To drill down on the sheer stupidity of the ad’s argument, consider these questions: Is the NRSC saying it doesn’t accept the important market-making role of investment banking firms in the American economy? Do they want to return us to the days when investment deals had limited distribution and were typically only offered to wealthy people with the right personal connections? Why is the NRSC ridiculing the important role banks play in allocating investment capital that creates jobs in all segments of the American economy and for Americans at all economic levels?
And in response to all this, Senator Chafee said:

Chafee said in an interview yesterday that, although he had nothing to do with it, the ad aired by Dole’s committee is a “legitimate” jab at Laffey’s “hypocrisy.”

So we have a lame, stupid and condescending attack ad that holds no substantive meaning to anyone with a rudimentary understanding of the banking industry and/or an appreciation for the role investment banking firms play in allocating capital across a free-enterprise capitalist economy. And we have a Senator who wants to convince us that lame, stupid commentaries should be taken seriously by his constituents. How condescending.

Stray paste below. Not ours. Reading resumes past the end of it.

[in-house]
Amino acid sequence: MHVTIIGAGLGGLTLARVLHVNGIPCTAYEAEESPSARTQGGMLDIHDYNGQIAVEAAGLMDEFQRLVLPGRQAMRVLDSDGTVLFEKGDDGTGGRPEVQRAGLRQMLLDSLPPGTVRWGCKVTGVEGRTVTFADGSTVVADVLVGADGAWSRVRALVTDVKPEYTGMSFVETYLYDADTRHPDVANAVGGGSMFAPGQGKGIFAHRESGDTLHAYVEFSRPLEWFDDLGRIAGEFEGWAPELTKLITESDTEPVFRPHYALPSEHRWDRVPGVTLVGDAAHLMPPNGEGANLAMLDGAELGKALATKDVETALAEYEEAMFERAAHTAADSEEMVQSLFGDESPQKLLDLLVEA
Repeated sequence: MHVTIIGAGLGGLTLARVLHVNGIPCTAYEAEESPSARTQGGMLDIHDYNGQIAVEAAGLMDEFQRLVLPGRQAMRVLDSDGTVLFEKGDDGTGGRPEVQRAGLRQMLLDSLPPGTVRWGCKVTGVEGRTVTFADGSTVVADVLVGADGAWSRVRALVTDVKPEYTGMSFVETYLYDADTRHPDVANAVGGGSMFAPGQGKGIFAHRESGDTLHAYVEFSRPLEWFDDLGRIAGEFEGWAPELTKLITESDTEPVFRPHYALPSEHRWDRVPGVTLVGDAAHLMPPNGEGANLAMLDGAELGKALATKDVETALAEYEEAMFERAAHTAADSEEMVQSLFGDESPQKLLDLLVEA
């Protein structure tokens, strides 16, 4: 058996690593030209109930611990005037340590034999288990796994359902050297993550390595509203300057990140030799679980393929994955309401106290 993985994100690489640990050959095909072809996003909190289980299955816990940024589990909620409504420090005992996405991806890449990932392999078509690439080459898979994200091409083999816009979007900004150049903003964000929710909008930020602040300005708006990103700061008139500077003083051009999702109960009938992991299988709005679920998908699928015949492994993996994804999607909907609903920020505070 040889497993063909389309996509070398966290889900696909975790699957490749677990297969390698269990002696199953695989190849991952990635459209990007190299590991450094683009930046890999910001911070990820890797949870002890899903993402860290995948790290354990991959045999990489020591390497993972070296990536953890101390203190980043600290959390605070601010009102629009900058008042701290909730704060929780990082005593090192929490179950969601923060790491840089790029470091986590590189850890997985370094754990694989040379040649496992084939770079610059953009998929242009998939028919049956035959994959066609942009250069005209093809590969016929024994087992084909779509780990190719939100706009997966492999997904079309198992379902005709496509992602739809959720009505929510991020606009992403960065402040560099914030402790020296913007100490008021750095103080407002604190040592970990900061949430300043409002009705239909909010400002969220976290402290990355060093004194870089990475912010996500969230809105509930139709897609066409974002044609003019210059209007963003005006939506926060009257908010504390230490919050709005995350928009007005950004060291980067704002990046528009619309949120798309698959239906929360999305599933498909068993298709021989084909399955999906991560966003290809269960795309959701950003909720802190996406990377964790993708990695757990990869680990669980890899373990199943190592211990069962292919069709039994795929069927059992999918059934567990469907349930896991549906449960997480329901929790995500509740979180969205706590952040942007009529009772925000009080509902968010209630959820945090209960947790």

Another example of how Senator Chafee is so impressive.
And we don’t need a bunch of outsiders talking down to the people of Rhode Island.

0 0 votes
Article Rating
5 Comments
Oldest
Newest Most Voted
Inline Feedbacks
View all comments
Tim
Tim
15 years ago

Can’t believe (well yeah I can) so many of you completely miss (or don’t want to see) the VERY effective point the NRSC ad was making.
Laffey’s first big ad campaign, out awfully early since the election is a year away, is very negative since it attacks both political parties and targets certain industries.